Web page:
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Energy - Nutrition Labelling - USA


 Updated 2015-08-15

 U. S. Federal Regulations on nutrition labelling

Nutrition Labeling and Education Act (NLEA) of 1990

Nutrition labelling is regulated in the U.S. through the Public Law 101-535 Nutrition Labeling and Education Act of 1990, and administered by the U.S. Food and Drug Administration, 21 CFR 101.9.

The nutrition labelling rules in U.S. differs from the Codex Alimentarus guidelines and European regulations on several points. The most visible is that the nutrient declarations in the "Nutrition Facts" are listed per "serving" and not as amounts per 100 g. The term serving or serving size "means an amount of food customarily consumed per eating occasion by persons 4 years of age or older which is expressed in a common household measure that is appropriate to the food." This means that the nutrient declarations of different foods may be given on different basis, dependent on the serving size.

In addition to the basis on which the nutrient declarations are given, there are also some important differences in the way the nutrients and energy calculations are defined:
 

Protein calculated on the basis of the factor of 6.25 times the nitrogen content of the food as determined by the appropriate method of analysis as given in the ‘‘Official Methods of Analysis of the AOAC International’’;
Carbohydrate, total or Carbohydratecalculated by subtraction of the sum of the crude protein, total fat, moisture, and ash from the total weight of the food;
Sugars the sum of all free mono- and disaccharides (such as glucose, fructose, lactose, and sucrose);
Sugar alcohols the sum of saccharide derivatives in which a hydroxyl group replaces a ketone or aldehyde group and whose use in the
food is listed by FDA (e.g., mannitol or xylitol) or is generally recognized as safe (e.g., sorbitol);
Other carbohydrate the difference between total carbohydrate and the sum of dietary fiber, sugars, and sugar alcohol, except that if sugar alcohol is not declared;
Fat, total or Total fat defined as total lipid fatty acids and expressed as triglycerides;
Saturated fat or Saturated the sum of all fatty acids containing no double bonds;
Monounsaturated fat or Monounsaturatedcis-monounsaturated fatty acids;
Polyunsaturated fat or Polyunsaturated cis,cis-methylene-interrupted polyunsaturated fatty acids;
Trans fat or Trans the sum of all unsaturated fatty acids that contain one or more isolated (i.e., nonconjugated) double bonds in a trans configuration;
Monounsaturates cis-monounsaturated fatty acids;
Polyunsaturates cis,cis-methylene-interrupted polyunsaturated fatty acids;
Cholesterol 
Dietary fiber
Soluble fiber 
Insoluble fiber 
Sodium 
Potassium 

 

Especially the definitions of Carbohydrate, total, calculated by difference and Fat, total calculated as the sum of triglycerides catch the eye.
Although carbohydrate is often calculated by difference in the rest of the world, it is only the U.S. regulations that clearly state this. The NLEA definition of total fat defined as triacylglycerides (TAG) are in line with the FAO recommendations for expressing the fat content of foods (FAO Food and Nutrition Paper 77).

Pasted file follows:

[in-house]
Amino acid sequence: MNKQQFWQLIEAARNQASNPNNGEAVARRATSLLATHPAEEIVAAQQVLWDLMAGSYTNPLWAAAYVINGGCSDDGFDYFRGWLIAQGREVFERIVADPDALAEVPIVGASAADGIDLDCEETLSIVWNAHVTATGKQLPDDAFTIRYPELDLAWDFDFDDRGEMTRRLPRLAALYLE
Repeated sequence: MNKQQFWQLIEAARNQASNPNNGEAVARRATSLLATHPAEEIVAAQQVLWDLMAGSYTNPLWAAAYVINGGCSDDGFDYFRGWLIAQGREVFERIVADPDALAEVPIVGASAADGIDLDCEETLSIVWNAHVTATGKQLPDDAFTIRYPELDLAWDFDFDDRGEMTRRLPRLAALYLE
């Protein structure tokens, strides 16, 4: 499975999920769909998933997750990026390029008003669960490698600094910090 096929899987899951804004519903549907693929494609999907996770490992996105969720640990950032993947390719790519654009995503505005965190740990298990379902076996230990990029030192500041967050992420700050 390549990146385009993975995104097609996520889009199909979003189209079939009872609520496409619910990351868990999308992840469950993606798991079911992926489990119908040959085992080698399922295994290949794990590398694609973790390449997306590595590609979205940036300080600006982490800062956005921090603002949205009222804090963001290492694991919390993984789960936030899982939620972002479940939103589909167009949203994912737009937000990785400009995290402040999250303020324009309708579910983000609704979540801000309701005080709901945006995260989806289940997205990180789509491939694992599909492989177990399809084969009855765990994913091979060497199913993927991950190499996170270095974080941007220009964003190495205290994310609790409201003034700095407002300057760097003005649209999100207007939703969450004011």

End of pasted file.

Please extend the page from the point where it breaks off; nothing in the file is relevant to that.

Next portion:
The NLEA provides several ways of calculating the "Caloric content" (the energy content) in several ways

  • Using specific Atwater factors (i.e., the Atwater method) given in Table 13, ‘‘Energy Value of Foods—Basis and Derivation,’’ by A. L. Merrill and B. K. Watt, United States Department of Agriculture (USDA) Handbook No. 74 (slightly revised, 1973)
     
  • Using the general factors of 4, 4, and 9 calories per gram for protein, total carbohydrate, and total fat, respectively, as described in USDA Handbook No. 74 (slightly revised 1973) pp. 9–11.
     
  • Using the general factors of 4, 4, and 9 calories per gram for protein, total carbohydrate less the amount of insoluble dietary fiber, and total fat, respectively, as described in USDA Handbook No. 74 (slightly revised 1973) pp. 9–11.
     
  • Using data for specific food factors for particular foods or ingredients approved by the Food and Drug Administration (FDA) and provided in parts 172 or 184 of 21 CFR Ch. 1, or by other means, as appropriate.
     
  • Using bomb calorimetry data subtracting 1.25 calories per gram protein to correct for incomplete digestibility, as described in USDA Handbook No. 74 (slightly revised 1973) p. 10.

Thus, there are several ways for calculating energy in foods, which will give (maybe minor) differences between energy values calculated with the different methods.


 References

  • Public Law 101-535 - Nutrition Labeling and Education Act of 1990.
     
  • U.S. Code of Federal Regulations, 21 CFR 101.9 Nutrition labelling of foods.
     
  • U.S. Food and Drug Administration:
    Nutritional Labeling and Education Act (NLEA) Requirements (8/94 - 2/95)
     
  • U.S. Food and Drug Administration:
    Guide to nutrition labeling and Education Act (NLEA) Requirements - Attachment 6-8
     
  • U.S. Food and Drug Administration:
    Labeling & Nutrition Guidance Documents & Regulatory Information Guidance for Industry
     
  • U.S. Food and Drug Administration:
    Food Labeling Guide (revised January 2013)
     
  • Food energy - methods of analysis and conversion factors.
    Report of a technical workshop, Rome, 3-6 December 2002.
    FAO Food and Nutrition Paper 77
    FAO, Rome, 2003.
     
  • Merrill, A.L. and Watt, B.K.:
    Energy Value of Foods … basis and derivation.
    Agriculture Handbook No. 74, revised February 1973.
    Human Nutrition Research Branch, Agricultural Research Service, United States Department of Agriculture. 

 



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